Drive System Design have collaborated with software specialists Altair and Fluidyna to develop and refine existing Smoothed Particle Hydrodynamic (SPH) techniques, achieving an accurate predictive tool for fluid losses in the transmission. In utilising and developing the technique to predict fluid movement and drag levels, the efficiency of a transmission or axle can be improved to extend range by implementing a low cost, low drag passive lubrication system. This paper presents details of the lubrication system, its benefits over existing solutions, and details of the new modelling method and it’s correlation against test data for validation.
Weight reduction is always a key focus in driveline design. Drive System Design have been researching a step change in the design of casings for transmissions and drivetrain systems. This method explores the opportunities presented by advances in materials and manufacturing processed for significant reductions in component weight.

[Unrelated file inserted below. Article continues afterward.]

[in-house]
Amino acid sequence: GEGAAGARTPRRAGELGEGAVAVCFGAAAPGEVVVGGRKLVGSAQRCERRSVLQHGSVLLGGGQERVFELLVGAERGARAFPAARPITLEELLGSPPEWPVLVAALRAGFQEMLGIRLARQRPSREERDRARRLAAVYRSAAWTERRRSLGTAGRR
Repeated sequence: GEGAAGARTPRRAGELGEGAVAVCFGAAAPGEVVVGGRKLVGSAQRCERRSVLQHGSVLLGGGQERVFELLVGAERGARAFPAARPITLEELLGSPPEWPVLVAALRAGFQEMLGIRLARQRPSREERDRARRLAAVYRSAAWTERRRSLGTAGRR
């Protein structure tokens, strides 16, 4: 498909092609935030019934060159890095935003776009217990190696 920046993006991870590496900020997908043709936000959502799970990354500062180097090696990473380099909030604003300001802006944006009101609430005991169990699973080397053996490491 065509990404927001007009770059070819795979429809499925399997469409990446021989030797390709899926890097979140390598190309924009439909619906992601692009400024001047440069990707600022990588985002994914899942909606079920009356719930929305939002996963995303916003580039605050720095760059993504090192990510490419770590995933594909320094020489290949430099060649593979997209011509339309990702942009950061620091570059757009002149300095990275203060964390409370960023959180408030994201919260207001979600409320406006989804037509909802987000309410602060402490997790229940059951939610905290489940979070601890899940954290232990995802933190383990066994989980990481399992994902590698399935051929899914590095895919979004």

This paper discusses the potential conflict that can occur between vehicle and transmission teams regarding NVH issues when developing electric and hybrid technologies. Having completed dozens of successful projects in this area over the last ten years, Drive System Design have developed valuable experience in solving such conflict in real world applications.
When driven by conventional power sources, the input shafts of most transmissions rotate at speeds below 10,000 rpm. To improve efficiency the electric motor designer is increasing the speed of its rotation and currently speeds in the region of 20,000 rpm or more can be seen.